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SQL Anywhere 10.0.1 » SQL Anywhere Server - SQL Usage » Query Optimization and Execution » How the optimizer works

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Predicate analysis


A predicate is a conditional expression that, combined with the logical operators AND and OR, makes up the set of conditions in a WHERE, HAVING, or ON clause. In SQL, a predicate that evaluates to UNKNOWN is interpreted as FALSE.

A predicate that can exploit an index to retrieve rows from a table is called sargable. This name comes from the phrase search argument-able. Predicates that involve comparisons of a column with constants, other columns, or expressions may be sargable.

The predicate in the following statement is sargable. SQL Anywhere can evaluate it efficiently using the primary index of the Employees table.

SELECT *
FROM Employees
WHERE Employees.EmployeeID = 102;

In the plan, this appears as: Employees<Employees>

In contrast, the following predicate is not sargable. Although the EmployeeID column is indexed in the primary index, using this index does not expedite the computation because the result contains all, or all except one, row.

SELECT *
FROM Employees
where Employees.EmployeeID <> 102;

In the plan, this appears as: Employees<seq>

Similarly, no index can assist in a search for all employees whose given name ends in the letter k. Again, the only means of computing this result is to examine each of the rows individually.

Functions

In general, a predicate that has a function on the column name is not sargable. For example, an index would not be used on the following query:

SELECT * 
FROM SalesOrders
WHERE YEAR ( OrderDate ) ='2000';

You can sometimes rewrite a query to avoid using a function, thus making it sargable. For example, you can rephrase the above query:

SELECT * 
FROM SalesOrders
WHERE OrderDate > '1999-12-31'
AND OrderDate < '2001-01-01';

A query that uses a function becomes sargable if you store the function values in a computed column and build an index on this column. A computed column is a column whose values are obtained from other columns in the table. For example, if you have a column called OrderDate that holds the date of an order, you can create a computed column called OrderYear that holds the values for the year extracted from the OrderDate column.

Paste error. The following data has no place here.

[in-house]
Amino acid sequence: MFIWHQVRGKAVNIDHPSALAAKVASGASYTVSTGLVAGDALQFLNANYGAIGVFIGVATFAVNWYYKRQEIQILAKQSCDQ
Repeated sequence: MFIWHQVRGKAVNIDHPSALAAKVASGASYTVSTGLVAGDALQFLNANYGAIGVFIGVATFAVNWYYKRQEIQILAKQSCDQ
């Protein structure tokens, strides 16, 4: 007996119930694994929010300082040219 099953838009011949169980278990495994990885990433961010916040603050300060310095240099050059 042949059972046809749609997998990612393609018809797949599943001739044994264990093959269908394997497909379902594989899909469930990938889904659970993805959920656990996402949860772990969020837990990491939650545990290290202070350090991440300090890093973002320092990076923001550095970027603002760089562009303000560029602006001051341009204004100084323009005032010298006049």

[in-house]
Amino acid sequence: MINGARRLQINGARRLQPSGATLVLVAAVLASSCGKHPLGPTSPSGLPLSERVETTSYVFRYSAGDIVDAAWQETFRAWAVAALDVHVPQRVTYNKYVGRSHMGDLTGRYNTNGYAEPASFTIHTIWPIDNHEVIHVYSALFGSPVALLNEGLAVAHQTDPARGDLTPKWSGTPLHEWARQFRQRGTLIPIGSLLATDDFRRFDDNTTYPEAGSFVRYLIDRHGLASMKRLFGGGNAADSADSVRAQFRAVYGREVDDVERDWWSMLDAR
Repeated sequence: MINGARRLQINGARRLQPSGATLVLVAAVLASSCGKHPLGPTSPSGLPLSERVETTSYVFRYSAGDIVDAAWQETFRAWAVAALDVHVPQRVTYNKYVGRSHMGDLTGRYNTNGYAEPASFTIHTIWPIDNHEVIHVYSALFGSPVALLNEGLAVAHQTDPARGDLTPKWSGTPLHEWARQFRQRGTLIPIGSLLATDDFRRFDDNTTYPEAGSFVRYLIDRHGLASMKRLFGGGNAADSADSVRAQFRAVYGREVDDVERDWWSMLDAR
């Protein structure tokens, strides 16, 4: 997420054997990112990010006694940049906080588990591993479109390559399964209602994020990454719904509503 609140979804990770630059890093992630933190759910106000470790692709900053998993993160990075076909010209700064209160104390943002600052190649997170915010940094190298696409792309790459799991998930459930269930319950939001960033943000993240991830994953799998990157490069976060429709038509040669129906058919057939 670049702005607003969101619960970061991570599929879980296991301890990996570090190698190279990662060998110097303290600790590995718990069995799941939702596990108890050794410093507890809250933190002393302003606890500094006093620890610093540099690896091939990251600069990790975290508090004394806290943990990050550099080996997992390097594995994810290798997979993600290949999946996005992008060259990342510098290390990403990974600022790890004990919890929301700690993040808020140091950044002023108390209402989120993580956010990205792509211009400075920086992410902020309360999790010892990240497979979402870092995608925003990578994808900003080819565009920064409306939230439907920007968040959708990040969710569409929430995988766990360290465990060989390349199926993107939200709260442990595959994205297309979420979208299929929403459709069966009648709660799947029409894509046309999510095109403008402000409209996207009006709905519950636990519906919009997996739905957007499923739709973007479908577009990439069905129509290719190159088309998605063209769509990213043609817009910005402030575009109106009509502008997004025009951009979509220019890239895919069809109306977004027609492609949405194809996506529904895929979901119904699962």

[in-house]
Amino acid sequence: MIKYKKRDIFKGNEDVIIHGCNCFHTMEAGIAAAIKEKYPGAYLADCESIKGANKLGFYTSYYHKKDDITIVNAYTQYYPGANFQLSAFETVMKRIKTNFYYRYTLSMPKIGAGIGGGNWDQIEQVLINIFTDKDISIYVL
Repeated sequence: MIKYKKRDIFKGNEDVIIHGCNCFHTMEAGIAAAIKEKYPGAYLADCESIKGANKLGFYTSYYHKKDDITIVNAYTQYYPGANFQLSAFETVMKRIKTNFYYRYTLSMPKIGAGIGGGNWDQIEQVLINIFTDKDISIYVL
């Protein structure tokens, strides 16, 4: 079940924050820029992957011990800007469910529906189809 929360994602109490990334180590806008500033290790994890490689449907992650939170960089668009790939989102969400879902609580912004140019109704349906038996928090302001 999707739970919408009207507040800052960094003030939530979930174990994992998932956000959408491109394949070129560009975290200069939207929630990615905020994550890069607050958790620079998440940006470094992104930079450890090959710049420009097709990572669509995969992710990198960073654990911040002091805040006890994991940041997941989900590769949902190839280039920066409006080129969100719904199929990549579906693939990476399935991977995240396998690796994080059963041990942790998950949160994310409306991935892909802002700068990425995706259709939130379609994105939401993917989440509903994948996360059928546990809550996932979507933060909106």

ALTER TABLE SalesOrders
ADD OrderYear INTEGER
COMPUTE ( YEAR( OrderDate ) );

You can then add an index on the column OrderYear in the ordinary way:

CREATE INDEX IDX_year
ON SalesOrders ( OrderYear );

If you then execute the following statement, the database server recognizes that there is an indexed column that holds that information and uses that index to answer the query.

SELECT * FROM SalesOrders
WHERE YEAR( OrderDate ) = '2000';

The domain of the computed column must be equivalent to the domain of the COMPUTE expression in order for the column substitution to be made. In the above example, if YEAR( OrderDate ) had returned a string instead of an integer, the optimizer would not have substituted the computed column for the expression, and consequently the index IDX_year could not have been used to retrieve the required rows.

For more information about computed columns, see Working with computed columns.

Examples

In each of these examples, attributes x and y are each columns of a single table. Attribute z is contained in a separate table. Assume that an index exists for each of these attributes.

Sargable

Non-sargable

x = 10

x < > 10

x IS NULL

x IS NOT NULL

x > 25

x = 4 OR y = 5

x = z

x = y

x IN (4, 5, 6)

x NOT IN (4, 5, 6)

x LIKE 'pat%'

x LIKE '%tern'

x = 20 - 2

x + 2 = 20

Sometimes it may not be obvious whether a predicate is sargable. In these cases, you may be able to rewrite the predicate so it is sargable. For each example, you could rewrite the predicate x LIKE 'pat%' using the fact that u is the next letter in the alphabet after t:? x >= 'pat' and x < 'pau'. In this form, an index on attribute x is helpful in locating values in the restricted range. Fortunately, SQL Anywhere makes this particular transformation for you automatically.

A sargable predicate used for indexed retrieval on a table is a matching predicate. A WHERE clause can have a number of matching predicates. The most suitable predicate can depend on the join strategy. The optimizer re-evaluates its choice of matching predicates when considering alternate join strategies. See Discovery of exploitable conditions through predicate inference.